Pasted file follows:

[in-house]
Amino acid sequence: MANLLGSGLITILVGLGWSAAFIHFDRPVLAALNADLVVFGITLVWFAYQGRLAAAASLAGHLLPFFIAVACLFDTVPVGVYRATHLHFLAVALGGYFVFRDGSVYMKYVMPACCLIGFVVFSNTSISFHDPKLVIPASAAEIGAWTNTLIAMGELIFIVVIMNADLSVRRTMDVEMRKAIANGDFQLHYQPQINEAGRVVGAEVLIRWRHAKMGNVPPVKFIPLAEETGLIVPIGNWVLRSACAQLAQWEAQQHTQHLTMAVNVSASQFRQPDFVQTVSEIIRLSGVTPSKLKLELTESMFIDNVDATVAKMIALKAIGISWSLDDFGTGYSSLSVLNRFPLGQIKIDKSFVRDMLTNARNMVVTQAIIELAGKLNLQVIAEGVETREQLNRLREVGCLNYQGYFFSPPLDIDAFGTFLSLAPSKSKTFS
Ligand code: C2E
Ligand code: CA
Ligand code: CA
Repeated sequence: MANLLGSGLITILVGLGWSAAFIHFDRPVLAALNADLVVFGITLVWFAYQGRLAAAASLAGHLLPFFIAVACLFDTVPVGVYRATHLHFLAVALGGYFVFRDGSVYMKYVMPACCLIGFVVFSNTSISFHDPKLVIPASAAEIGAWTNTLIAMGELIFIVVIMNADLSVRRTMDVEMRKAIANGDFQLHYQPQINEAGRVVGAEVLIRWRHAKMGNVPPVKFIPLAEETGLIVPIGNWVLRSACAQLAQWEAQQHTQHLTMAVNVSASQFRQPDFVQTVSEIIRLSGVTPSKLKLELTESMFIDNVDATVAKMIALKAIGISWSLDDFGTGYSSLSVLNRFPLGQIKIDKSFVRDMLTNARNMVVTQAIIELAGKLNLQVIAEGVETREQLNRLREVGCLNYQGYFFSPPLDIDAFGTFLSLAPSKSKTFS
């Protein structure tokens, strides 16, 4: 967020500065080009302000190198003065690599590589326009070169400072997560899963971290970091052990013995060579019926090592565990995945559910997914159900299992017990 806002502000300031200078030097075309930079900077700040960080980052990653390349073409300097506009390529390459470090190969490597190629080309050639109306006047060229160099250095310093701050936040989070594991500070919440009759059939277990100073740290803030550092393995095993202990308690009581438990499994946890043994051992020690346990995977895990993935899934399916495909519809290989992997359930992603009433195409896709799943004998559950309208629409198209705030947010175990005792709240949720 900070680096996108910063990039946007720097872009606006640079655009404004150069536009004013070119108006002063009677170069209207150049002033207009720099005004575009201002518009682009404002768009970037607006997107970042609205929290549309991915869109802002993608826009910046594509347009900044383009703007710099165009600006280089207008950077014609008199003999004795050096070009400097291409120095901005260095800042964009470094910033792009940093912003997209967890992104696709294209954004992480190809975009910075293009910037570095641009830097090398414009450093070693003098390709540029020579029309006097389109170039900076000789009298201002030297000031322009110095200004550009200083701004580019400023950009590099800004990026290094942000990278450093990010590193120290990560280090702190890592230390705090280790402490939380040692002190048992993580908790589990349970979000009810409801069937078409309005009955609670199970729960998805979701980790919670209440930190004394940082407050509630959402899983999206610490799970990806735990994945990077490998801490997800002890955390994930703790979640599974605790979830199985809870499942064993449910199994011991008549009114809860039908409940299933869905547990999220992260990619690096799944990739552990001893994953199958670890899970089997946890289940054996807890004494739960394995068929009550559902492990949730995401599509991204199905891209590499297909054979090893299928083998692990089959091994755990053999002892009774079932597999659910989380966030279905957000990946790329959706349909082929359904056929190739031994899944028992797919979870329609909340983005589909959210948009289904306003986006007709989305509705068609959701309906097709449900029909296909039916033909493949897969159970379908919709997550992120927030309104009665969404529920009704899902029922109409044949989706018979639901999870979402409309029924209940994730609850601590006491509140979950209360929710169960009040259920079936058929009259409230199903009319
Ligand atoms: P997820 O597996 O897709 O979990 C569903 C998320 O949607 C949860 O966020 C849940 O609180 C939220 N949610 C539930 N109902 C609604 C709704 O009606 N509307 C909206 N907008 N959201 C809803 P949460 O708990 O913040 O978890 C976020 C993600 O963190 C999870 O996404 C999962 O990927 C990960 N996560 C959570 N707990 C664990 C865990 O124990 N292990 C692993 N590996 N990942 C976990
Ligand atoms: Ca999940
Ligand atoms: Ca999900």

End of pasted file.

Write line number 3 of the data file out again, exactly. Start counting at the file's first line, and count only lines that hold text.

Ligand code: C2E